Small Changes invites Joy
By: Troy Murphy | June 2013
Manipulating, controlling and burying feelings to create a positive experience, isn’t effective. Healthy emotional management requires more than simply eliminating discomfort and magnifying the positive. Each emotion has a purpose. If we eliminate—or attempt to eliminate—entire ranges of emotions, we obscure the intended emotional guidance. Emotions provide an evolutionary advantage. They alert dangers and push toward rewards. Blindly manipulating emotions—because they don’t feel good—is hazardous. Without honoring the purpose of discomforting emotions, we confuse the biological guidance system.
Emotions are physical—a biologically inherited hardware, activated by experience. The shots of emotions surging through the body are responding to a complex mixture of nature and nurture. Culture strongly imprints programming, merging the biological hardware with cultural expectations. The emotional guidance system isn’t perfect. Emotions react to faulty beliefs. Erroneous biases distort perception and activate felt responses. We fear the harmless and sorrow over the blessing. The context of experience changes, previously appropriate emotions misdirect when circumstances change. Circumstances demand we mindfully respond to experience, not haphazardly flowing with emotions, but acknowledging the emotional push, examine appropriateness, and then respond.
Emotions are imperfect guides; but they aren’t random. Emotions flare for a reason. An event occurs that triggers a response; the event can be internal—a thought, a memory. Often the emotional reaction is a combination of an external event, and the internal memories spurred by the event. When we experience arousal, the causes provide insight to those willing to investigate, searching the past connection to the present. The jolt of fear from the dark shadow is easily traced, but some fears motivating action have unclear causes. We feel robust emotions, igniting a need to respond with power, but only can have a vague gist of the underlying cause. We assign incomplete theories and justifying facts to an overwhelming emotion. Arousal is an automatic and unconscious processes; we may never know the real cause. Externalizing causes, affixing blame, relieves personal responsibility for self-examination. The blame game has some grounds. Partners say and do stupid things. We easily can build off their stumblings to create causes for our misery. Most change, the change we control, happens within; external triggers are unpredictable and difficult to manipulate, leaving us vulnerable to future arousal. When we change our contribution to the problems, we can limit reoccurrences.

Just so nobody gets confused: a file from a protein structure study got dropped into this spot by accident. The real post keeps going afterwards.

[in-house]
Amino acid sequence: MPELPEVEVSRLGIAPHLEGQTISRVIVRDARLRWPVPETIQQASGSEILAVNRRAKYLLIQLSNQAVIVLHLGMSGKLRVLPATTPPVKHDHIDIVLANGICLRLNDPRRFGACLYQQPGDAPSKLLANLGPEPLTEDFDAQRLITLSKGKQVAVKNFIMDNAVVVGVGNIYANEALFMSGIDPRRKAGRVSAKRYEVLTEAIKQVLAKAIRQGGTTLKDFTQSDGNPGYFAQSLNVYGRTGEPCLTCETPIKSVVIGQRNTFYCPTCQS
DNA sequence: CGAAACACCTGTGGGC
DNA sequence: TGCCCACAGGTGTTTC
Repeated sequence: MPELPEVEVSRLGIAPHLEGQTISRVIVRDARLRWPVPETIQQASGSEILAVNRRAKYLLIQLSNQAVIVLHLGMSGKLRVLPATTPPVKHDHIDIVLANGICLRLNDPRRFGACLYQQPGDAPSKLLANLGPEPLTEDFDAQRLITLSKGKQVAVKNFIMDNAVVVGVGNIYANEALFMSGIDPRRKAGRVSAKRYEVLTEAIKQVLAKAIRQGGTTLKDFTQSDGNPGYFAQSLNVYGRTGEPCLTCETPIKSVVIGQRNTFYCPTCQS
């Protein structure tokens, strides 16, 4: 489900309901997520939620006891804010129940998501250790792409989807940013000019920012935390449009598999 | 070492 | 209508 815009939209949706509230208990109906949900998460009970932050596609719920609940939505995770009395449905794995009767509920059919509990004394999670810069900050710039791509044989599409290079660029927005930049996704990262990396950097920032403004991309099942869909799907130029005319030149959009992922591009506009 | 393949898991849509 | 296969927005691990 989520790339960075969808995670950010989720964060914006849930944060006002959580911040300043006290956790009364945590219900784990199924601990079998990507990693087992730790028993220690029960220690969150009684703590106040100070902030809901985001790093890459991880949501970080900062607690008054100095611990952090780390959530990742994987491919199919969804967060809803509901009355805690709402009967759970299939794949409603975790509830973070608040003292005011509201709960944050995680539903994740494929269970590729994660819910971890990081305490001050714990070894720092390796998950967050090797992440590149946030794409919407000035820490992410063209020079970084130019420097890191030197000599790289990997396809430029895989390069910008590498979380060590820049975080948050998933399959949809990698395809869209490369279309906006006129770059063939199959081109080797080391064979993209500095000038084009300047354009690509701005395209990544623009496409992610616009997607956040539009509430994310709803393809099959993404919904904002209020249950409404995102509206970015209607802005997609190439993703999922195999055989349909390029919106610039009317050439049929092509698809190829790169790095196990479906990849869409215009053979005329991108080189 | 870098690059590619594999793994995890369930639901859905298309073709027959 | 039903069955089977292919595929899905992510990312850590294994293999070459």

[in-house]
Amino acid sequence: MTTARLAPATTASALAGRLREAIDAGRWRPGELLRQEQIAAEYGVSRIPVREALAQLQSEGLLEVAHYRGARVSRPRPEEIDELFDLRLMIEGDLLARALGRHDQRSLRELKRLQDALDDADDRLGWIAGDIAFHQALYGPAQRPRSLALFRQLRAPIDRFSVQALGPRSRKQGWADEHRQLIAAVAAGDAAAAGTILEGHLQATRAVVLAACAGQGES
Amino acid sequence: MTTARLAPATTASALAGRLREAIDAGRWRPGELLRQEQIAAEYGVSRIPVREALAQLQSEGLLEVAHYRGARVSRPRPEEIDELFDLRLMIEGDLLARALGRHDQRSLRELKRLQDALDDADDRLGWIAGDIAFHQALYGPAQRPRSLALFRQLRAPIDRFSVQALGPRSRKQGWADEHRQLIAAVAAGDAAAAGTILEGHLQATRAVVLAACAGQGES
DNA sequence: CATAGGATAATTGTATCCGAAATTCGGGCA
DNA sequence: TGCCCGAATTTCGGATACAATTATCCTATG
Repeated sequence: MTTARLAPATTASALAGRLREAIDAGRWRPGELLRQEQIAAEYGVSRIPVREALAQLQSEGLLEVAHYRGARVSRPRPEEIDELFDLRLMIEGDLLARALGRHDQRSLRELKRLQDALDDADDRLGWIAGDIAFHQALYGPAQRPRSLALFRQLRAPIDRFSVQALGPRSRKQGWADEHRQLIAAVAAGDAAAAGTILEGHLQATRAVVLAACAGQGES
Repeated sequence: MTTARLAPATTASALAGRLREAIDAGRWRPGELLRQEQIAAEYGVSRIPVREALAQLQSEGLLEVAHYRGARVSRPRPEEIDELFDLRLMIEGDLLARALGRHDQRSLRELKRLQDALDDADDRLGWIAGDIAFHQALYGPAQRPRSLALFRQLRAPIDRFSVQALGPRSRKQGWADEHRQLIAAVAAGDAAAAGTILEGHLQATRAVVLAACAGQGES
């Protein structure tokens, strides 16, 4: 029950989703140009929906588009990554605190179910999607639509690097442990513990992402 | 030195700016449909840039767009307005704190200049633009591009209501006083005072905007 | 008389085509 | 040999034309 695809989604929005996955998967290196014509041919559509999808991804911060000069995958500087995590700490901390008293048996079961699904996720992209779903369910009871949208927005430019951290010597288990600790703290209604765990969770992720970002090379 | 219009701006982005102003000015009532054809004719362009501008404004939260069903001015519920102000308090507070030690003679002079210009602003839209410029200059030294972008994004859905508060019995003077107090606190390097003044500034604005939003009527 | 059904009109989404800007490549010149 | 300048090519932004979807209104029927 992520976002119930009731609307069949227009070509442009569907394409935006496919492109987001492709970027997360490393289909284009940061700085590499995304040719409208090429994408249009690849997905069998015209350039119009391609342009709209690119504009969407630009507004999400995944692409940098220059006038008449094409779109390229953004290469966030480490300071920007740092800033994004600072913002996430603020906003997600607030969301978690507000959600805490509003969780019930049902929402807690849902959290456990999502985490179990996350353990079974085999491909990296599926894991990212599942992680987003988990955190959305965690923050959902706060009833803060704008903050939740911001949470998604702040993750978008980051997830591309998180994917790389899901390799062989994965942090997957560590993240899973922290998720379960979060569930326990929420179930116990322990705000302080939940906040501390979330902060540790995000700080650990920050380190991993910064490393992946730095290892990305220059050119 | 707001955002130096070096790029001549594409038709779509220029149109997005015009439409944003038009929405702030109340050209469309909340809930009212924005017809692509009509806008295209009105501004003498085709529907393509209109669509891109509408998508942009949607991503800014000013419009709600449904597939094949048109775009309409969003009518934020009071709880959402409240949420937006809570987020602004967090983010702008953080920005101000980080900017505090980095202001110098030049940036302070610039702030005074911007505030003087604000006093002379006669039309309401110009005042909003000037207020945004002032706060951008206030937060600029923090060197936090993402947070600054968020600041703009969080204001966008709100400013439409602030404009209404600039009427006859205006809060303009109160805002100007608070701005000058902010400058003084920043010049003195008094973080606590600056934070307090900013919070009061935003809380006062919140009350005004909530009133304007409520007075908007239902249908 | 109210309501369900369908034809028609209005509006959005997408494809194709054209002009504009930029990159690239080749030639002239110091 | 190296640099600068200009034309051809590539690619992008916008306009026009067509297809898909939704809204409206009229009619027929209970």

Mindfully examining felt emotions illuminates missed internal causes. Occasionally we discover past events that alter the feeling experience of the present. Emotions remember the past, current discussions may have connections to previous disquieting arguments, easily arousing our system with certain phrases or words, flooding the present with emotion, interfering with communications and resolutions. By identifying these connections, we can effectively challenge the arousal instead of blindly externalizing the cause. These discoveries don’t immediately change future arousals but help to calm our souls when the emotions surface, preventing harsh reactions that damage important relationships.
When arousal occurs, a mindful partner is more likely to respond compassionately—instead of defensively. Examining complexity, emotions are seen in their strength and weakness, knowing emotional responses also include the past, we slightly separate from their critical jabs. Mutual understanding of past influences allows partners to actively work together with emotions instead of being alienated by them.
How we respond to emotions shapes experience. The actions following emotional arousal can hinder progression towards intentions. An emotional accusation may damage future intimacy. Our fear, anger or sadness when uninhibited destroys the closeness we desire. A general understanding of emotions allows deeper examination—a curious exploration.
Until we understand the building blocks behind emotion, we limit our effectiveness to adapt and change emotional experiences. We can’t simply proclaim, "I am going to be happy" and force our bodies to feel happy. Attempts to force feelings create a disconnection between the body and mind. Our body warns based on internal wisdom from the past but when our mind rejects the message, we create conflict, numbing the mind for reception of future messages.
By examining reactionary emotions, accompanying thoughts and behaviors, we find healthy alternatives to our destructive patterns. The emotional intelligence to live an effective life is within reach. Healthier choices create better futures. Healthier thoughts diminish anxiety, guilt, and sadness while simultaneously encouraging more peace, joy and compassion. ~Troy Murphy